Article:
Dr. Lisa A. Hughes

Assistant Professor, University of Calgary
lahughes@ucalgary.ca

Female demonstrating the pudicitia pose. Capitoline Museums: Palazzo Nuovo, Rome.

Reconciling Images of the Pudicitia Pose: Women as Participants in Funerary Cult

Because of set representational conventions such as the veil, modest dress, hands raised to breast or face, sculptural representations of Roman women are conservatively categorized as the "Pudicitia type". Women depicted in such a manner are more specifically deemed Roman matrons (matronae), the purveyors of sexual restraint (pudicitia). This particular quality of pudicitia is usually connected with the emperor Augustus´s morality laws aimed to curb adultery and promote marriage amongst the senatorial elite.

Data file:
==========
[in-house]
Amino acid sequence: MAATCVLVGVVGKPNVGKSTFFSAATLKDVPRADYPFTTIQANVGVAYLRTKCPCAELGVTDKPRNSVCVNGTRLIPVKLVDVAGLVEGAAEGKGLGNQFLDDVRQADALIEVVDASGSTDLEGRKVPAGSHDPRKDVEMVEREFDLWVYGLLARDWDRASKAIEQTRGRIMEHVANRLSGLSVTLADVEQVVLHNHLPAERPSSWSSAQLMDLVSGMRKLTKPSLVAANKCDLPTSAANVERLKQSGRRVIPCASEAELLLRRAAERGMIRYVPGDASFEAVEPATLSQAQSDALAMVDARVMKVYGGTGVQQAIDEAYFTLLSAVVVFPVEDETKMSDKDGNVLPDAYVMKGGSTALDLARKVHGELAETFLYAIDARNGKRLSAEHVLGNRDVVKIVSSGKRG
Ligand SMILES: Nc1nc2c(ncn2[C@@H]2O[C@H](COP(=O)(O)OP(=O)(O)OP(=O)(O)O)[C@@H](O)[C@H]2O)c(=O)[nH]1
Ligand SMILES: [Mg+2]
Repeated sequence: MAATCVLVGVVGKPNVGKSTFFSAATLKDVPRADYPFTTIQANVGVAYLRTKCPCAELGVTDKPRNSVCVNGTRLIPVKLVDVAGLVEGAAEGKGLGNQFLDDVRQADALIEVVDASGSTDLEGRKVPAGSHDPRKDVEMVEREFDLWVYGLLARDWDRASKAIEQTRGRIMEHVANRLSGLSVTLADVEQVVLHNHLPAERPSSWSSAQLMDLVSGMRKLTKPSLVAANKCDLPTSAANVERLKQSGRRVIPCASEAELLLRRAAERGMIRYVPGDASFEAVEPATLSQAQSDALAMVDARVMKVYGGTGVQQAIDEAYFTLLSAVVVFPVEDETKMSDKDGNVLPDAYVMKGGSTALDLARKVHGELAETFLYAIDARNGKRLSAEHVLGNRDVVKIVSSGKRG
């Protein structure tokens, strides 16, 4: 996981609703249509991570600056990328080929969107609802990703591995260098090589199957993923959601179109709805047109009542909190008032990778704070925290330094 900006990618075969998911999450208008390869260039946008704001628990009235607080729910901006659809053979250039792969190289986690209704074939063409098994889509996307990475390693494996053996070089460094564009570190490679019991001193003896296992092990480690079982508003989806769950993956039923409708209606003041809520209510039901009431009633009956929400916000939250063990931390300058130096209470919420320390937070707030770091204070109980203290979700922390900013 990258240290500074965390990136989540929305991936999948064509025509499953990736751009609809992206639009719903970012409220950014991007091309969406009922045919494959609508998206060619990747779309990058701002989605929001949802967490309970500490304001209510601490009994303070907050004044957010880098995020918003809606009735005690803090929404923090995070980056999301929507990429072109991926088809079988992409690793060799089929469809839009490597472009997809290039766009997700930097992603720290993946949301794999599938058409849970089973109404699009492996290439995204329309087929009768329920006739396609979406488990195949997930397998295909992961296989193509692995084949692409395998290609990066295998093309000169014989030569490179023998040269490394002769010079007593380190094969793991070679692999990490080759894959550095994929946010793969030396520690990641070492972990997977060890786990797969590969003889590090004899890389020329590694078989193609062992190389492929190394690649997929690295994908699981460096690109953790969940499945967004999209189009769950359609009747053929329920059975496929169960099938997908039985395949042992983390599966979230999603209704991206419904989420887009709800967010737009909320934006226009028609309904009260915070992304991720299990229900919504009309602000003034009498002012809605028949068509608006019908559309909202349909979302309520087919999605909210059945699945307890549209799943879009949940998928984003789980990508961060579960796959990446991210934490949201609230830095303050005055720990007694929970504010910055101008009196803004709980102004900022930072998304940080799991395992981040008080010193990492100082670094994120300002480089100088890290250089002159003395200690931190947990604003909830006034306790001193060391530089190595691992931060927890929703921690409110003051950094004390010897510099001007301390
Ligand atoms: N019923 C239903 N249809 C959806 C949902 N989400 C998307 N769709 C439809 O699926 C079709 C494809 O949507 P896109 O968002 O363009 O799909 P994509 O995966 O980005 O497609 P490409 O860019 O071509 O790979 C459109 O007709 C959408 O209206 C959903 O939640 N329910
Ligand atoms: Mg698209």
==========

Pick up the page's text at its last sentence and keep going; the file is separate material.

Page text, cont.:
The aim of the project is to challenge the traditional viewpoint that pudicitia is the representational mode of choice for all women in the Augustan period. Using non-elite Roman funerary monuments as a case study, I maintain that pudicitia may not be the best way to describe what is at play with the varied depictions (especially with respect to gesture) of women features on these commissions. Instead, I shall opt for a more conventional reading that relates more to the decorum of the commissioners. In the Roman world decorum was a conservative and formulaic premise that artistic works appeared in specific contexts as a means of self-representation for the patrons. Since we are dealing with a funerary context, it is my contention that funereal themes, namely mourning imagery, may be a more lucrative means for explaining the depictions of women on the monuments featured in this study. The role of women as mourners has held a prominent position in ancient Greek funerary rites both textually and visually. Curiously, however, there is a tendency to omit this particular role in the iconographical traditions of the early imperial period in Rome.